What I wanted to do in the framework of Tallinn Photomonth was to slice through this over–indebtedness to photography as a medium. It is too rigid to address the ways in which we live today. In the process of developping the exhibition, we have made a move from photography–based, to lense–based, to image–based. And in this shift to image–based relationships, the present time and moment became all of the sudden more prominent. Furthermore, this was linked to the idea that we have a strong over–indebtedness to the past and future as time values. We rely on history as the foundation of the present, from which we anticipate our future prospects. They inform our agendas in the present, but I would argue that those values are much more ambiguous and fictitious then we hold them to be. Actually both past and future empty out the present (moment). The value that is most poignant is the present, but we neglect it in a way. In the sense that we work within it, and we activate it to allocate time to actions and make decisions and engage in trouble shooting; we use the present time to create a sense of stability in one’s life. Whereas, at the same time, I think actually just being in the present moment is much more doubtful, uncertain and unclear than that what we employ it for. So one of the aims of the exhibition is to give an understanding of the present moment as being ambiguous and unstable.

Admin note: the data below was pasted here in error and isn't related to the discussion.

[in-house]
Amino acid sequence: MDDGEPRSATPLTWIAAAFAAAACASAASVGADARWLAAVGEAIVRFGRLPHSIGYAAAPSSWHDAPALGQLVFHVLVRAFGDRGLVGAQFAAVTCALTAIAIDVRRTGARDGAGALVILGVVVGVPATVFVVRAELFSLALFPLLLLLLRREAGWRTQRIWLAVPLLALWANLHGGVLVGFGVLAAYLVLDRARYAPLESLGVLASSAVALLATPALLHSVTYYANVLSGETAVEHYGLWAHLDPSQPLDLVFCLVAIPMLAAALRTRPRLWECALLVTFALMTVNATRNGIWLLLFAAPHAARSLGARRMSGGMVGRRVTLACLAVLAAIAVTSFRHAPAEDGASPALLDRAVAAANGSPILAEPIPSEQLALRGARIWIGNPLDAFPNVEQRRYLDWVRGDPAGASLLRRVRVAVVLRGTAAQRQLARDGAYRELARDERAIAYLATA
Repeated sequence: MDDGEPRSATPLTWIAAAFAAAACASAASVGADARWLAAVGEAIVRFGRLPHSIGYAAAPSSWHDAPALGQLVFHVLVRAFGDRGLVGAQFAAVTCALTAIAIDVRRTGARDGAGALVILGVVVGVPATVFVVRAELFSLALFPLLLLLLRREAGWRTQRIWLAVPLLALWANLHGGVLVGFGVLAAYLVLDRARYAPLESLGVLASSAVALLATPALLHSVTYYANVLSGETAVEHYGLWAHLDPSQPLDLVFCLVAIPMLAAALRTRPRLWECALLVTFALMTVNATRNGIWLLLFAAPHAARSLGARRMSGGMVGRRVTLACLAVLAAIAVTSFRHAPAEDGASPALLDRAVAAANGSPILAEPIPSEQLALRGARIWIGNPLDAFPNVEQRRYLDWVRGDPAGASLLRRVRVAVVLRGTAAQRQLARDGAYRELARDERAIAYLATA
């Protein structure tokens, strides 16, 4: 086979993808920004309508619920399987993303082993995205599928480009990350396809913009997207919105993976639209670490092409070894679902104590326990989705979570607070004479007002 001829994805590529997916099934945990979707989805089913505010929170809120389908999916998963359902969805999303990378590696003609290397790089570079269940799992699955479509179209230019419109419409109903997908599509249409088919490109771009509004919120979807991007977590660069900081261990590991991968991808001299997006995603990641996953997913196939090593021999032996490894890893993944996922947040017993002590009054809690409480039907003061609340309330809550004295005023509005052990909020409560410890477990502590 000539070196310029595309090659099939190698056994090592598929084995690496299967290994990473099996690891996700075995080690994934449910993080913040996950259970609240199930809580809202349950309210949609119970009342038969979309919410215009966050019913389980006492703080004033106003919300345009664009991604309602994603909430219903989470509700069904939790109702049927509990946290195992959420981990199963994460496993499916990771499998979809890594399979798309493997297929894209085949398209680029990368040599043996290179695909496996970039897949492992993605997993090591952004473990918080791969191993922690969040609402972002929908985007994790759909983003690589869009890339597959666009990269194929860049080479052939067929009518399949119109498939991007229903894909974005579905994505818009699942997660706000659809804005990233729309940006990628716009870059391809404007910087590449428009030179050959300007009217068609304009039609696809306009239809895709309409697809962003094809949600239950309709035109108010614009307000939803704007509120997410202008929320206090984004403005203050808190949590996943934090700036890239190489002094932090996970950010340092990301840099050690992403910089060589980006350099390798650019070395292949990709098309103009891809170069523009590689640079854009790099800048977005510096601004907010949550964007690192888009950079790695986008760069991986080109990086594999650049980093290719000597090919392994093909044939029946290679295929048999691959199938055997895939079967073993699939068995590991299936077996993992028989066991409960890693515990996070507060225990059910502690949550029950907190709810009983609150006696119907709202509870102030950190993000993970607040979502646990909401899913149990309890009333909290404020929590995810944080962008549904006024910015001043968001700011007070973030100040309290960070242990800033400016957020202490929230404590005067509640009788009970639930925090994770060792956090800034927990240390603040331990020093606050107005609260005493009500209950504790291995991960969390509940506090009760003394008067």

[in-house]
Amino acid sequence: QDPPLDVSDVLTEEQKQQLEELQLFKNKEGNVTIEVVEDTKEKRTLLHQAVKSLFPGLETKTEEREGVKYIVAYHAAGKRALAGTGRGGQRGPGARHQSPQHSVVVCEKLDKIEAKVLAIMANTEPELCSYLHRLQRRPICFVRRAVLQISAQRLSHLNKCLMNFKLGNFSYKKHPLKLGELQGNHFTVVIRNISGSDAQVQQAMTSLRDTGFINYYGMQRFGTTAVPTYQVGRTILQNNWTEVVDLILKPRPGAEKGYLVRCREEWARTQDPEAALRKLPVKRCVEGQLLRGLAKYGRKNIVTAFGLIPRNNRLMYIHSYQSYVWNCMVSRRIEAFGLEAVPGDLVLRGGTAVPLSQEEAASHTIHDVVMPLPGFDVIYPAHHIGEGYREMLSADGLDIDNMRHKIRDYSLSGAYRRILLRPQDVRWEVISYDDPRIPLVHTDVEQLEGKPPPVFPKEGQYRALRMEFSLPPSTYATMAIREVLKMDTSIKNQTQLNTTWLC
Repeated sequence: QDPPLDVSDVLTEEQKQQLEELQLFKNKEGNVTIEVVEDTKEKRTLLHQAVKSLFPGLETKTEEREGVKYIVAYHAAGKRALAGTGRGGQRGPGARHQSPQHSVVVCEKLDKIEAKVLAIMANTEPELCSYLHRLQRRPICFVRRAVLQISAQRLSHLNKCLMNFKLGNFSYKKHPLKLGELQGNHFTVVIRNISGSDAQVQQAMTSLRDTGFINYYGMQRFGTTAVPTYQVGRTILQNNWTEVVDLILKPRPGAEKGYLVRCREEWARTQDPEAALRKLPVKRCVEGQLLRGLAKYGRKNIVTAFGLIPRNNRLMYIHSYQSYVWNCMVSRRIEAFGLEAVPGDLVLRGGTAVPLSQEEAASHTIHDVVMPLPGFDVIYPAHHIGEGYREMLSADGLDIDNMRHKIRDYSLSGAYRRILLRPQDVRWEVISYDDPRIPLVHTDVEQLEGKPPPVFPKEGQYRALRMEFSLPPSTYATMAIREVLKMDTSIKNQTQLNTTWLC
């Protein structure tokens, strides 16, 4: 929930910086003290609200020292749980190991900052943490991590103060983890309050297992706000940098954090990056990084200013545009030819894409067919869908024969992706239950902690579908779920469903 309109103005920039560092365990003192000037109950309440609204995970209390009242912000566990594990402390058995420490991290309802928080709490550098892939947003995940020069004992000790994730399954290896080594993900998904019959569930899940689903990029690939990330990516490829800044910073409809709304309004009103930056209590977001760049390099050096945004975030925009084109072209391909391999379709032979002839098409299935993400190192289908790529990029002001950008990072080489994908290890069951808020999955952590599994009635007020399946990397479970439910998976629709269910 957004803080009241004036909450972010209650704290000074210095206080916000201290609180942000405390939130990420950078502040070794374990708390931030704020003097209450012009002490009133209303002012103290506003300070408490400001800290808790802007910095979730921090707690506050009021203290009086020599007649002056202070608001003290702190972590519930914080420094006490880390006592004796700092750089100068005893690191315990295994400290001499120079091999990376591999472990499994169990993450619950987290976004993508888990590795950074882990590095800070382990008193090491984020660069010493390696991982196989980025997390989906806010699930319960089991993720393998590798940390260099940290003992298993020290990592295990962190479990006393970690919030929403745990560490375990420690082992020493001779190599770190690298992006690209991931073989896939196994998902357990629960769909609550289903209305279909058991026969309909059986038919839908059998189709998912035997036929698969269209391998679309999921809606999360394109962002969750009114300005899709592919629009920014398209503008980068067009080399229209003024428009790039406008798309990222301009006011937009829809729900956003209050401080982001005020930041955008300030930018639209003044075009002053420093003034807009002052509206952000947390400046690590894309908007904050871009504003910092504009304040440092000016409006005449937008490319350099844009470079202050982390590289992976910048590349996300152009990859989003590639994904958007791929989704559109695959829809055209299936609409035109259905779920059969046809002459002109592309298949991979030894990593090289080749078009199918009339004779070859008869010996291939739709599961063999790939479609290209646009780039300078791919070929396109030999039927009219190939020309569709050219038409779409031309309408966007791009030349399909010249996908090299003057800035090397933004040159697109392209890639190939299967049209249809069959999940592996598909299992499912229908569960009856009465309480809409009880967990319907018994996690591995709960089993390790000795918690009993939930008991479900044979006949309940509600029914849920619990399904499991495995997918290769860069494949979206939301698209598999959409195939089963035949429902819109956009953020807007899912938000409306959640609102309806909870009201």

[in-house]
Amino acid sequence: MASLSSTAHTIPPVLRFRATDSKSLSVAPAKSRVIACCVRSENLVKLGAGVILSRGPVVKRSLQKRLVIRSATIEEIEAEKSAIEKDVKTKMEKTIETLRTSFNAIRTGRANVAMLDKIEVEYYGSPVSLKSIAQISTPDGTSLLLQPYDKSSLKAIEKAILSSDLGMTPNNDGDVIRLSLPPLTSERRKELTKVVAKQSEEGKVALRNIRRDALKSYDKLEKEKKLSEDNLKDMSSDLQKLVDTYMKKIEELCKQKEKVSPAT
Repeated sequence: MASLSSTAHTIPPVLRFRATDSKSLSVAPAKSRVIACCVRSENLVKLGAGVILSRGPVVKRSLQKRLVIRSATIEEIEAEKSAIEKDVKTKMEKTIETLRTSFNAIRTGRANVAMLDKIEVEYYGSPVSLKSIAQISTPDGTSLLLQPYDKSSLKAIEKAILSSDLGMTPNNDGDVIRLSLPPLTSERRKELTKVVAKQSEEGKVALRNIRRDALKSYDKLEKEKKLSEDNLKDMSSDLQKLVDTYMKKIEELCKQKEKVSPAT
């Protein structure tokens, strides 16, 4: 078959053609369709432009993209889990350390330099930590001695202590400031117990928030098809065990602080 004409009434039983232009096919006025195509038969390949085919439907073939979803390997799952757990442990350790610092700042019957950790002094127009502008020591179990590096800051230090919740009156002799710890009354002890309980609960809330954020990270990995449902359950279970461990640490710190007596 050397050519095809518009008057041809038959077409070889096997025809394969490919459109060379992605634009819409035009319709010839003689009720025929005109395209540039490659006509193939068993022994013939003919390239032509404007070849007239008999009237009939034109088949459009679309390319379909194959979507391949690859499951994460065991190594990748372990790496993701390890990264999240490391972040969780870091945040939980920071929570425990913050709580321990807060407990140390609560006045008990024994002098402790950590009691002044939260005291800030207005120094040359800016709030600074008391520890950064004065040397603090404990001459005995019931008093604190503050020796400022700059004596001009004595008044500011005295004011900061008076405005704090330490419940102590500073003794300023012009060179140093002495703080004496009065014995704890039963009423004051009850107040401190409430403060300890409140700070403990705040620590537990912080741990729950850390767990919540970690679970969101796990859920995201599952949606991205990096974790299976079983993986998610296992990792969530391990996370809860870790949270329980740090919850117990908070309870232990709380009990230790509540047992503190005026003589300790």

Indrek: when you were building up the concept, what did you rely on? What was the philosophical background you relied on? Following your line of thought, one could easily refer for example to Henry Bergson’s notion of time .

Niekolaas: For this exhibition it was more an analysis of various examples. Bergson is of course a very influential figure on the topic, but not the only one. His theories originate from the early twenthieth century onwards, but I also worked with some more current perspectives from Graham Harman’s Object Oriented Ontology or Boris Groys’s critical theory on time. I especially think that Groys’s statement on what the contemporary is, or what the present moment is, was especially striking and relevant. In the sense that he stated that we employ our present time to get rid of uncertainty, to get rid of doubts and to be sure of ourselves, but actually marking the present as an infinitely prolonged period of delay. It is perfect time to be idle, to be lazy and to reflect on one’s position and to be doubtful about what that might entail, but we rarely use it for this purpose. In present society, laziness or idleness is highly problematic: we live in this time–pressured culture of high–performance. We have to be active. For instance, if someone talks to other people, and mentions he or she is currently not working on a “project”, there is this sense of shame, and we would rather make something up. Boris Groys, in a very simple way, addressed this conflict of time usage.